Phrases and clauses can be said to be made up of heads and dependents. The head is so to speak the 'core' of the phrase, what the phrase is about.
In a possessive phrase, like 'the king's crown', the possessed item - the crown - is the head. The possessor - the kind - is a dependent or modifier. A phrase like "the king's crown' denotes a kind of crown, not a kind of king. Therefore, one can say that 'crown' is the head of the phrase.
Possessive relationships can be marked on the dependent (the king, in this case), or on the head (the crown, in this case). English, and many other languages, are dependent-marking when it comes to possessive phrases:
-A genitive case is attached to the possessor (in the case of English, the genitive case is a clitic, but it doesn't matter.)
Many other languages are head-marking when it comes to possessive phrases:
king crown-3s.M (or something)
-A possessive suffix is attached to the dependent (possessed item), showing number, person, gender etc of the possessor.
In a clause, the verb is a head, and the various arguments are dependents.
The kind sees the queen.
-This is about a kind of seeing, therefore, 'see' is the head. How does one mark the relationship between the head (the verb) and the dependents? As with possessive clauses, this can be done on the head (verb) or dependents (arguments, noun phrases)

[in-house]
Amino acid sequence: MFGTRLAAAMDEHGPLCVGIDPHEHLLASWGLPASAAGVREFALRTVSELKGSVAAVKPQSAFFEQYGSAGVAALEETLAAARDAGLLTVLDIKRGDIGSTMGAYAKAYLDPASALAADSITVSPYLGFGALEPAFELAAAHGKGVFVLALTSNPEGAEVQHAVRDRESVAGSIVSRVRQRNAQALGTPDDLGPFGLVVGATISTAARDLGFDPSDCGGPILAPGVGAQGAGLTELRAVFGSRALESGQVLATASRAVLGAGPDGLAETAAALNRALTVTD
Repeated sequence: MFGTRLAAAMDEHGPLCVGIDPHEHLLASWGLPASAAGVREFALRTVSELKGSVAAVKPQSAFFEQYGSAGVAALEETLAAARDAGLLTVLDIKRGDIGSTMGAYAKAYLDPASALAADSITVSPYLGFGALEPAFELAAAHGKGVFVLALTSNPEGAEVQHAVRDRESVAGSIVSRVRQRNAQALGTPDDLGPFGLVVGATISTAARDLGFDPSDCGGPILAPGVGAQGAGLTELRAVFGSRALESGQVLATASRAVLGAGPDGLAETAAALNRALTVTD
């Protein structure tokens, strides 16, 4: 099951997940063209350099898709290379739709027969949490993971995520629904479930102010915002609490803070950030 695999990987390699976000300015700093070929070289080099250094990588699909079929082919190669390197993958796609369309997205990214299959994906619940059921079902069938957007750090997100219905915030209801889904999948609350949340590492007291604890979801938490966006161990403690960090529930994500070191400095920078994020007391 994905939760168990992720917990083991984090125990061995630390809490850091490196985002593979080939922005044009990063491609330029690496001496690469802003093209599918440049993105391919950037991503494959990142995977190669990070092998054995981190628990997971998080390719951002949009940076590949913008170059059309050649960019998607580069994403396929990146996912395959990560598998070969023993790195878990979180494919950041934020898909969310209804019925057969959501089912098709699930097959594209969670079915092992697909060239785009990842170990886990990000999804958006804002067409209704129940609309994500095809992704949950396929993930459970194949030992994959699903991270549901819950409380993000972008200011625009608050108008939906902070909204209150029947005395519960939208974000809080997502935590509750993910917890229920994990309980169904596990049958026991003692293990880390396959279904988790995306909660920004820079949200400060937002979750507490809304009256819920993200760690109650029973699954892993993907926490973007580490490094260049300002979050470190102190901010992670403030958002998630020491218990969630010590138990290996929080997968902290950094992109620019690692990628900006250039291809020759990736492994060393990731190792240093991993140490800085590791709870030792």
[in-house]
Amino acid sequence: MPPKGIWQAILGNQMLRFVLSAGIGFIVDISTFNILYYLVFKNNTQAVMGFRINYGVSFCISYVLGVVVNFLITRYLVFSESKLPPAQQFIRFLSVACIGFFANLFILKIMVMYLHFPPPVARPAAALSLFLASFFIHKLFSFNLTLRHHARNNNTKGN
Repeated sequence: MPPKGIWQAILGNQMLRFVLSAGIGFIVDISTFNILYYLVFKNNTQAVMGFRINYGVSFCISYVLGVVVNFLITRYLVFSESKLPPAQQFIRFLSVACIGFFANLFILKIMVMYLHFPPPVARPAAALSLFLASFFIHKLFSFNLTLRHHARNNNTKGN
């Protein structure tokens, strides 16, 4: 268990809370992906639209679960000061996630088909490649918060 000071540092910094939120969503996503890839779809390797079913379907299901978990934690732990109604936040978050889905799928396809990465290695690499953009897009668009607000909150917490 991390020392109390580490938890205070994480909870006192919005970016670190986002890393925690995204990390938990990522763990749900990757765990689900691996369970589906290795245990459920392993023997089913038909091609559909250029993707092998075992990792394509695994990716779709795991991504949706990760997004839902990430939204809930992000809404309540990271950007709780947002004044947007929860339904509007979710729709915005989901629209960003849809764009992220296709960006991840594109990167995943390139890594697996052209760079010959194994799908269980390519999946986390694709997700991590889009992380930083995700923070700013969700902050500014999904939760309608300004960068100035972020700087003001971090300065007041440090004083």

king-NOM see queen-ACC
-Case-markers are attached to the noun phrases, telling which one is the subject and which one is the object. In many dependent-marking languages, one can switch the order of the noun phrases, without changing the meaning, due to the case-marking:
queen-ACC see king-NOM
-This would still mean that the king sees the queen, not that the queen sees the king. To say that the queen sees the king, one has to change case-markers:
queen-NOM see king-ACC
king 3sM.NOM-3sF.ACC-see queen.
-Affixes to the verb show number, person, gender etc. of the subject and object. Many head-marking languages are very free when it comes to word-order:
king queen 3sM.NOM-3sF.ACC-see
3sM.NOM-3sF.ACC queen king
queen 3sM.NOM-3sF.ACC king
These could all mean that it is the king who sees the queen. To say that the queen sees the king, one has to change agreement affixes:
king 3sF.NOM-3sM.ACC-see queen
Apart from pure dependent-marking and pure head-marking, a language can be double-marking - marking both heads and dependents:
king-GEN head-3sM - 'the king's crown'
king.NOM 3sM.NOM-3sF.ACC queen.ACC - 'the king sees the queen'
Or a language can have no overt marking at all, relying only on context and word-order:
king crown - 'the king's crown'
king see queen - 'the king sees the queen'